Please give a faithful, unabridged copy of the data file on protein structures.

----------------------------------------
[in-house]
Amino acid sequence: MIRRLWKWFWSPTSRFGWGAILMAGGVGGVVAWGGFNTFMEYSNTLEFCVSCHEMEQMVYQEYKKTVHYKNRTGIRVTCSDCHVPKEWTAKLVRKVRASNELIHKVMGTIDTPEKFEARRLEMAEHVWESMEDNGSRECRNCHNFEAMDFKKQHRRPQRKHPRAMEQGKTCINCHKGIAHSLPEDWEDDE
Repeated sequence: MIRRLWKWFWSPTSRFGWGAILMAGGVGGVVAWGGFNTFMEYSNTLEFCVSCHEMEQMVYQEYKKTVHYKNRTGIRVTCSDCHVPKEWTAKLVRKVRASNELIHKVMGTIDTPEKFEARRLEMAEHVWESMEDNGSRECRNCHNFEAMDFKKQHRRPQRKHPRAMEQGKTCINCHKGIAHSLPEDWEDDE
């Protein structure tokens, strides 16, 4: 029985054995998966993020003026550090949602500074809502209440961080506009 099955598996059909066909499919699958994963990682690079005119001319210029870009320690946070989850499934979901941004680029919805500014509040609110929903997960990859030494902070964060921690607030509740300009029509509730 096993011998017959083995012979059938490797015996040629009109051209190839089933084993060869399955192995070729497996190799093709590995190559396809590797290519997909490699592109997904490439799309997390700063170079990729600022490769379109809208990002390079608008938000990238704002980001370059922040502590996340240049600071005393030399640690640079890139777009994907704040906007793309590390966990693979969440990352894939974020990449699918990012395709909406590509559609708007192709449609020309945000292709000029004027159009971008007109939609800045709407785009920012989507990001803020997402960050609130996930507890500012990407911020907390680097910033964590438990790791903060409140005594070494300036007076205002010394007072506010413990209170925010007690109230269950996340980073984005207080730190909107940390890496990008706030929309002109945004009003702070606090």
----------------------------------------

[in-house]
Amino acid sequence: MIRRLWKWFWSPTSRFGWGAILMAGGVGGVVAWGGFNTFMEYSNTLEFCVSCHEMEQMVYQEYKKTVHYKNRTGIRVTCSDCHVPKEWTAKLVRKVRASNELIHKVMGTIDTPEKFEARRLEMAEHVWESMEDNGSRECRNCHNFEAMDFKKQHRRPQRKHPRAMEQGKTCINCHKGIAHSLPEDWEDDE
Repeated sequence: MIRRLWKWFWSPTSRFGWGAILMAGGVGGVVAWGGFNTFMEYSNTLEFCVSCHEMEQMVYQEYKKTVHYKNRTGIRVTCSDCHVPKEWTAKLVRKVRASNELIHKVMGTIDTPEKFEARRLEMAEHVWESMEDNGSRECRNCHNFEAMDFKKQHRRPQRKHPRAMEQGKTCINCHKGIAHSLPEDWEDDE
């Protein structure tokens, strides 16, 4: 029985054995998966993020003026550090949602500074809502209440961080506009 099955598996059909066909499919699958994963990682690079005119001319210029870009320690946070989850499934979901941004680029919805500014509040609110929903997960990859030494902070964060921690607030509740300009029509509730 096993011998017959083995012979059938490797015996040629009109051209190839089933084993060869399955192995070729497996190799093709590995190559396809590797290519997909490699592109997904490439799309997390700063170079990729600022490769379109809208990002390079608008938000990238704002980001370059922040502590996340240049600071005393030399640690640079890139777009994907704040906007793309590390966990693979969440990352894939974020990449699918990012395709909406590509559609708007192709449609020309945000292709000029004027159009971008007109939609800045709407785009920012989507990001803020997402960050609130996930507890500012990407911020907390680097910033964590438990790791903060409140005594070494300036007076205002010394007072506010413990209170925010007690109230269950996340980073984005207080730190909107940390890496990008706030929309002109945004009003702070606090």